Bears Scream After the Donald Trump Bump


The ISE Sentiment Index is one of my favorite sentiment measures.

It is a call-put ratio (as opposed to a put-call ratio) that uses opening long customer options transactions to judge sentiment. It excludes trades like short puts (which are bullish positions) and trades from market makers and firms, which to me makes it more useful than straight put-call ratios.

As of yesterday's close, the ISE's 10 day moving average was just 67.

That is an all-time low, and it's likely to go even lower tomorrow.

As of 10:30 a.m. ET, the ISE was at just 44.

If it closes at 44, the 10-day moving average will be down to 66.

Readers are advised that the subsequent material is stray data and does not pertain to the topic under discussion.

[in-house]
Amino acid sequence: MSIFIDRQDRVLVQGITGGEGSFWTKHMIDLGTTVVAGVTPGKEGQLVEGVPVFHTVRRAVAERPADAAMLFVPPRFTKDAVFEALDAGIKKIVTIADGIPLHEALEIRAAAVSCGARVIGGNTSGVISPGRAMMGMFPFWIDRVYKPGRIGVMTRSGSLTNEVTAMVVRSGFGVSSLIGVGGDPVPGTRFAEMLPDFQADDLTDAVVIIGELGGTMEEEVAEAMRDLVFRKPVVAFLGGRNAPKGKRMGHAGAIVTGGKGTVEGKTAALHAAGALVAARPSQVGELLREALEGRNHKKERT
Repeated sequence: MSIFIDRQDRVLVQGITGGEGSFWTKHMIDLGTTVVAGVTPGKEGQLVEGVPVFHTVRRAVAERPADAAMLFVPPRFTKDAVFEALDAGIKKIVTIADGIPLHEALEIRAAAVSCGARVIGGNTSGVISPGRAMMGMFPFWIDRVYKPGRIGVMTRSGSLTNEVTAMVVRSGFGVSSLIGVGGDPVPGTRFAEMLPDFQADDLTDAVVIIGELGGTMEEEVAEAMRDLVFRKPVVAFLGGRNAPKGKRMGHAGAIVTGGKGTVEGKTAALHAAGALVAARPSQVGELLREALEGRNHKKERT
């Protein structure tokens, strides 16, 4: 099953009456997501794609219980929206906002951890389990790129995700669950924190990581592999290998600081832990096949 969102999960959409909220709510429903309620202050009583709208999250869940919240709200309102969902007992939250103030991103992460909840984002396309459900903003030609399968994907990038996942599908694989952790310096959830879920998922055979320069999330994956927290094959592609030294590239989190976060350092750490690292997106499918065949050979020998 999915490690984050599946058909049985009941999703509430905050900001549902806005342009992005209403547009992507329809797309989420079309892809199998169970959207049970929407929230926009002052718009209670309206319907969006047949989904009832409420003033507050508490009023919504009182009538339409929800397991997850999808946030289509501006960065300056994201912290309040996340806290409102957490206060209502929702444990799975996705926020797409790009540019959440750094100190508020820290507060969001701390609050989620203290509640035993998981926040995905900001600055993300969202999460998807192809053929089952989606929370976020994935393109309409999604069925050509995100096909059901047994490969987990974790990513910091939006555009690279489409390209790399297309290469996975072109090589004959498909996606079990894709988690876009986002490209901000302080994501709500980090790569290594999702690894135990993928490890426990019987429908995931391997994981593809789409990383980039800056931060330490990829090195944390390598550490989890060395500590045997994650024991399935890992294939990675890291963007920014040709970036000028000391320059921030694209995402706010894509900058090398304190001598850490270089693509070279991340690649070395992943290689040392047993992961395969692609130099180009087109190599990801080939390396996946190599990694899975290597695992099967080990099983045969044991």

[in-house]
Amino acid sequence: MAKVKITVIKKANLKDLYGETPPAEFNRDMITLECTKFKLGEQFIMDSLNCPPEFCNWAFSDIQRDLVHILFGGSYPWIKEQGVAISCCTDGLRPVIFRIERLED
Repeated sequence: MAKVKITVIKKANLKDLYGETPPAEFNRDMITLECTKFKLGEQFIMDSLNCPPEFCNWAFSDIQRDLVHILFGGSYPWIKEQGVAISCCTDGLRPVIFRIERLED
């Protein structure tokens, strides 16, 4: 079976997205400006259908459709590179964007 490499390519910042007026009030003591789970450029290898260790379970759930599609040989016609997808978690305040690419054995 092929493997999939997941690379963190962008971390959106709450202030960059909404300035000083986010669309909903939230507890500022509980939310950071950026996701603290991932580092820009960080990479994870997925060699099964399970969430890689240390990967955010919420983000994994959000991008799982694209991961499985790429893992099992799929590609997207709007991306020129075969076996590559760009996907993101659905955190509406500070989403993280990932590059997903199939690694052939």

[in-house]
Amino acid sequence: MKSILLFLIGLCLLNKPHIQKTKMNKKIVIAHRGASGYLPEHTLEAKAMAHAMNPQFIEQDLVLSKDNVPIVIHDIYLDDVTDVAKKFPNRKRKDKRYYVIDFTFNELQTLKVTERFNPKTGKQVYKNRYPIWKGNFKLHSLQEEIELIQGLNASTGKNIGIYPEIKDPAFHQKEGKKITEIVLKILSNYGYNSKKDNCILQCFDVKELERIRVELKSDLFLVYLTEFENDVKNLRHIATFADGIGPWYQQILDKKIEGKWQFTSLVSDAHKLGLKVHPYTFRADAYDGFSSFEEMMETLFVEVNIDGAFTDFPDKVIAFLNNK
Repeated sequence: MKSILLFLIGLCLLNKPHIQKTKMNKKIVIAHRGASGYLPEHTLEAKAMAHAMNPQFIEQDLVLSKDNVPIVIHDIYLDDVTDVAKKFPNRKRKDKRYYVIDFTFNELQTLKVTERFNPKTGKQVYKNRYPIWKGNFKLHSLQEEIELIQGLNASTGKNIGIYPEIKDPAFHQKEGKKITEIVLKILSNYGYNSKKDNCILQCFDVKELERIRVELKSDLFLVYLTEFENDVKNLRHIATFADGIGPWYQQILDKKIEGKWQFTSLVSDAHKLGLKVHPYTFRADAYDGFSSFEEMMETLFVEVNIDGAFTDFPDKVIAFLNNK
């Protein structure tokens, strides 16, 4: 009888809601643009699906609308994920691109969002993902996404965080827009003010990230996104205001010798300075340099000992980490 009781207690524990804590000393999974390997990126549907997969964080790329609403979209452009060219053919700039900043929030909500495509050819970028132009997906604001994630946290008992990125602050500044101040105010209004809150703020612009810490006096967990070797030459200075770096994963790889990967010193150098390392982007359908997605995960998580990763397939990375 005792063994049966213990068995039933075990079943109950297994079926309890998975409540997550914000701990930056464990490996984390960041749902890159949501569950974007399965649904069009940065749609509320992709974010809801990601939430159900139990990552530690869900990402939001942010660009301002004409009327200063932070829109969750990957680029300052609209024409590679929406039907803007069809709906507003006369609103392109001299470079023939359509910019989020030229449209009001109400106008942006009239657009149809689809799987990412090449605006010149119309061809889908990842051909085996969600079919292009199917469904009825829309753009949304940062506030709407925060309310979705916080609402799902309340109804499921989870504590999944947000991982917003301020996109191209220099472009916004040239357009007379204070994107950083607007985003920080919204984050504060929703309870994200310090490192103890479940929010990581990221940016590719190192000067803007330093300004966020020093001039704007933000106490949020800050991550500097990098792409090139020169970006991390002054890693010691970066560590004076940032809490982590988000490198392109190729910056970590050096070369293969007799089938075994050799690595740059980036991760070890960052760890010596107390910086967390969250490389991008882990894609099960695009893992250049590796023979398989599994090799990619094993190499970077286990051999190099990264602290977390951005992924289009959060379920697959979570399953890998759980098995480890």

Over time, the ISE has fallen as equity options have increased in popularity as a hedging instrument, even for credit investors looking for protection in illiquid assets like high-yield bonds.

But still, this is a pretty depressed reading.

It's lower than readings seen at the August 24, 2015 mini-crash.

And prior to this 10-day stretch, the ISE averaged 87 this year.

And the 10-day moving average bottomed at 76 during the February mess.

In my experience, when you have technically stretched markets and bearish sentiment, we tend to see a stalemate.

That said, other sentiment indicators I follow like the CNN Fear/Greed Index and AAII Sentiment paint a slightly different picture.

But after the 2-day Trump bump, it's safe to say fear is setting in again.

Check out this chart of the S&P 500 against the ISE Sentiment Index:

As you can see, when the ISE gets to these depressed levels, the market tends to bounce.

However, we're in uncharted waters from a political standpoint, and it still feels like we're in an “anything goes” environment.